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Latitude: 52.9971 / 52°59'49"N
Longitude: -1.1332 / 1°7'59"W
OS Eastings: 458270
OS Northings: 344768
OS Grid: SK582447
Mapcode National: GBR LS5.TR
Mapcode Global: WHDGL.KXLR
Entry Name: Arnold War Memorial
Listing Date: 21 January 2019
Source: Historic England
Source ID: 1460060
Location: Gedling, Nottinghamshire, NG5
Electoral Ward/Division: Ernehale
Parish: Non Civil Parish
Built-Up Area: Arnold
Traditional County: Nottinghamshire
Lieutenancy Area (Ceremonial County): Nottinghamshire
First World War memorial.
First World War memorial.
MATERIALS: granite from Aberdeen.
EXTERIOR: the memorial stands in Arnot Hill Park between the Grade II-listed house and the lake. It is in the form of a tall Celtic wheel cross on a tapering trapezoid plinth surmounted on a two-stepped base. The main face of the cross is embellished with intricate carving. All four sides of the plinth are inscribed with the names.
The front face of the shaft bears the inscription carved in relief: IN/ GRATEFUL/ MEMORY/ OF/ THE MEN OF/ ARNOLD/ WHO GAVE/ THEIR LIVES/ IN THE/ GREAT WAR/ 1914 - 1918.
The front face of the plinth bears a later inscription: AND ALSO OF THOSE WHO LOST THEIR LIVES/ DURING THE WAR 1939 - 1945/ AND OTHER CONFLICTS.
The memorial is set within a small square enclosure bounded by blue brick dwarf walls with decorative iron railings.
The concept of commemorating war dead did not develop to any great extent until towards the end of the C19. Previously, memorials were rare and were mainly dedicated to individual officers, or sometimes regiments. The first large-scale erection of war memorials dedicated to the ordinary soldier followed the Second Boer War of 1899-1902, the first major war following reforms to the British Army which led to regiments being recruited from local communities and with volunteer soldiers. However, it was the aftermath of the First World War that was the great age of memorial building, both as a result of the huge impact the loss of three quarters of a million British lives had on communities and the official policy of not repatriating the dead, which meant that the memorials provided the main focus of the grief felt at this great loss.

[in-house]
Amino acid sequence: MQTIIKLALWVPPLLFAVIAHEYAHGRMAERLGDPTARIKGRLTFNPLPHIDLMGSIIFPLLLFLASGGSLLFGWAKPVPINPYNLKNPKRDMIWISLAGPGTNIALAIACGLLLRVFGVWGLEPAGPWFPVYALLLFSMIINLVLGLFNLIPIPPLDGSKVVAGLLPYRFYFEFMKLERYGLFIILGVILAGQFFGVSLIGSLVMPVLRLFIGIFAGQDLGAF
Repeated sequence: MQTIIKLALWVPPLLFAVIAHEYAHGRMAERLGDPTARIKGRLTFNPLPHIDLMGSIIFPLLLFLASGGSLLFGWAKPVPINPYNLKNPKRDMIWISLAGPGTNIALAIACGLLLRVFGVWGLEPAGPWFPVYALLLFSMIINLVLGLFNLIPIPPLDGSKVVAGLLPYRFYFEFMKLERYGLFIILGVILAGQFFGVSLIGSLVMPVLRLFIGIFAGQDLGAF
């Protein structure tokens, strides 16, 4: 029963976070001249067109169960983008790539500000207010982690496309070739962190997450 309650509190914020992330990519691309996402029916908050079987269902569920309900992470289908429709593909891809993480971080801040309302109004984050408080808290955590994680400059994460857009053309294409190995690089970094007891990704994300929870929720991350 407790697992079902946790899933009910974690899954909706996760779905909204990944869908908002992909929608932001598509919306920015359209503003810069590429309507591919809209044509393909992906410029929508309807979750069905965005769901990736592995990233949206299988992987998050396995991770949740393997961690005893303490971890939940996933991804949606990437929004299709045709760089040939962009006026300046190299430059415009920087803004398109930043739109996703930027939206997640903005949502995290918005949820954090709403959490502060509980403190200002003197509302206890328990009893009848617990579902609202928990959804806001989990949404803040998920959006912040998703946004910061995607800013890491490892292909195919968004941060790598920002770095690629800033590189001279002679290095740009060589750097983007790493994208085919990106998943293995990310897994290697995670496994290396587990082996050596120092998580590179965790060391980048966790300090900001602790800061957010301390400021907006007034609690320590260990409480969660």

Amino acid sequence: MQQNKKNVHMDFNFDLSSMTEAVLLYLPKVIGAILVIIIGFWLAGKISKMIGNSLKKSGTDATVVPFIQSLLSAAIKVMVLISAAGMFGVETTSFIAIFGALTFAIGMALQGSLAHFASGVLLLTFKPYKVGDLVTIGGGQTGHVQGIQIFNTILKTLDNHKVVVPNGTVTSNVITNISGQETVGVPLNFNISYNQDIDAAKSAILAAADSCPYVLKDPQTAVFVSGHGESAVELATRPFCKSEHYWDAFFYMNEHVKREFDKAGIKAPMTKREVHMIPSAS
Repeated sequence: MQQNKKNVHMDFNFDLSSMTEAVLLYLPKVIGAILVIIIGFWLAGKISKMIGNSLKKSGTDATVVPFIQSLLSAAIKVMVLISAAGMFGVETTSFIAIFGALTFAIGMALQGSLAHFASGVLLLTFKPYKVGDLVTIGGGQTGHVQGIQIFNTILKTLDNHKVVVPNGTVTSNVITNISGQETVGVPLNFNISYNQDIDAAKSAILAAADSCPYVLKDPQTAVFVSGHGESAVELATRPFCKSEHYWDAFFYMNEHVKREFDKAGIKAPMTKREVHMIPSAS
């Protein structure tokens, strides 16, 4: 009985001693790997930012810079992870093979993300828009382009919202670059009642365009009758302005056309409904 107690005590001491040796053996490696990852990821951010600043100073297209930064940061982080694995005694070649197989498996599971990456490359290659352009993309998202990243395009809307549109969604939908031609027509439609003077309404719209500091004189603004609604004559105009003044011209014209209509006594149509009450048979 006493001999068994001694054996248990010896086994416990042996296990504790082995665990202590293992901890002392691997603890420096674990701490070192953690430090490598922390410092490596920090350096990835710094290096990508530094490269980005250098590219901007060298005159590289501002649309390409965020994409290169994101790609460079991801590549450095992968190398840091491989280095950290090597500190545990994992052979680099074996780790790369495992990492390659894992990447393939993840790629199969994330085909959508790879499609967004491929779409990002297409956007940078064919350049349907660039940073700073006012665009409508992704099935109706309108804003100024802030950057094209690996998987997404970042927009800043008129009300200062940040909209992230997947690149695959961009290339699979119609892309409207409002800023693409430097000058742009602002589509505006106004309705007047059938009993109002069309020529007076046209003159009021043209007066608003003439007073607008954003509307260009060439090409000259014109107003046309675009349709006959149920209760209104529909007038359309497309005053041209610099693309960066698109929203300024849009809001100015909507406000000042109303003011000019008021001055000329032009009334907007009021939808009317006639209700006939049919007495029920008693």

In 1914 the Urban Development Corporation in Arnold purchased the Victorian Arnot Hill House (Grade II listed) and grounds with the intention of opening the park to the public. These plans were deferred at the outbreak of the First World War as Arnot Hill House was used by the Red Cross Society as a convalescent home for the wounded. In 1919 when the Red Cross vacated, the park was opened to the public with the first of many band concerts and a free tea for the children. Funds were raised for the war memorial which was unveiled on 27th May 1922. It was made by W H Higginbottom and Messrs Thomas Long and Sons of Nottingham.
Arnold War Memorial in Arnot Hill Park is listed at Grade II for the following principal reasons:
* it is an eloquent witness to the tragic impact of world events on the local community, and the sacrifice it made in the conflicts of the C20;
* it is a well-detailed war memorial in the form of a tall Celtic wheel cross on a tapering trapezoid plinth;
* it stands in the grounds of the Grade II listed Arnot Hill House with which it has group value.
Other nearby listed buildings